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Drummer Dave Kerman is recognized as a prominent figure in the modern-day Rock In Opposition style of progressive rock. Besides past and present drumming assignments for the likes of Present, Thinking Plague, and many others (on an international basis), the Los Angeles-reared artist founded the 5uu’s back in 1984. The band’s name derives from gang graffiti spray-painted on buildings. Through various permutations, the 5uu’s have become somewhat synonymous with abandoning the theoretical rules of engagement. With the band’s latest effort (recorded in Tel Aviv), Kerman displays his faculties as a composer and a multi-instrumentalist along with support from Thinking Plague vocalist Deborah Perry and others.
On this release, Kerman frames many of his thematic forays upon multipart rhythmic structures, evidenced by odd-metered measures, spotty synth treatments, and trance-like unison lines. The drummer also utilizes the talents of sound engineer Udi Koomran, who apparently supplies a portion of the electronics-based effects.
Kerman and his associates execute a booming ostinato during “Suits,” an opus marked by regimented progressions, strategically placed accents, and variegated rhythmical flows. In fact, some of these works spur thoughts of cartoon character escapades, amid nearly indecipherable recitations and a constant state of movement. No doubt, the band aims to keep the listener’s psyche on a continuous state of alert.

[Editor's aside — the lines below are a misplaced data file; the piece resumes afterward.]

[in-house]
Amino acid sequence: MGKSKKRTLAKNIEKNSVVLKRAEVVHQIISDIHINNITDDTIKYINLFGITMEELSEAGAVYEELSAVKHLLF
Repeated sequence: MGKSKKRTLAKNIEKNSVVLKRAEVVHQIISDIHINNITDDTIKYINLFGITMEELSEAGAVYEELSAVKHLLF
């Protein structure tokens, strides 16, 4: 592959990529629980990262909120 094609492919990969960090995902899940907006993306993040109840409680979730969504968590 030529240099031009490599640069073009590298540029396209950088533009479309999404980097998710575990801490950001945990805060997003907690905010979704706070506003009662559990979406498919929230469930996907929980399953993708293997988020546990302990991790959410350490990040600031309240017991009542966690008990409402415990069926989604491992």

Perry vocalizes atop a linearly devised pulse during “Noah’s Flame,” while the musicians perpetuate a quasi-gothic vibe, complete with airy synth voicings and subliminal EFX. This release is partly about gingerly proposed surprises, and it further establishes Kerman’s relevance as a serious composer/musician. Recommended.
I love jazz because anything is possible; it has few rules and the best jazz breaks those ones. I prefer free improv because it doesn't really have any rules at all.
I was first exposed to jazz in my teens (in the late sixties).
The first jazz record I bought was Filles de Kilimanjaro by Miles Davis, shortly followed by Extrapolation by John McLaughlin.
My advice to new listeners is to listen as widely as possible and not to make snap judgments--stick with it.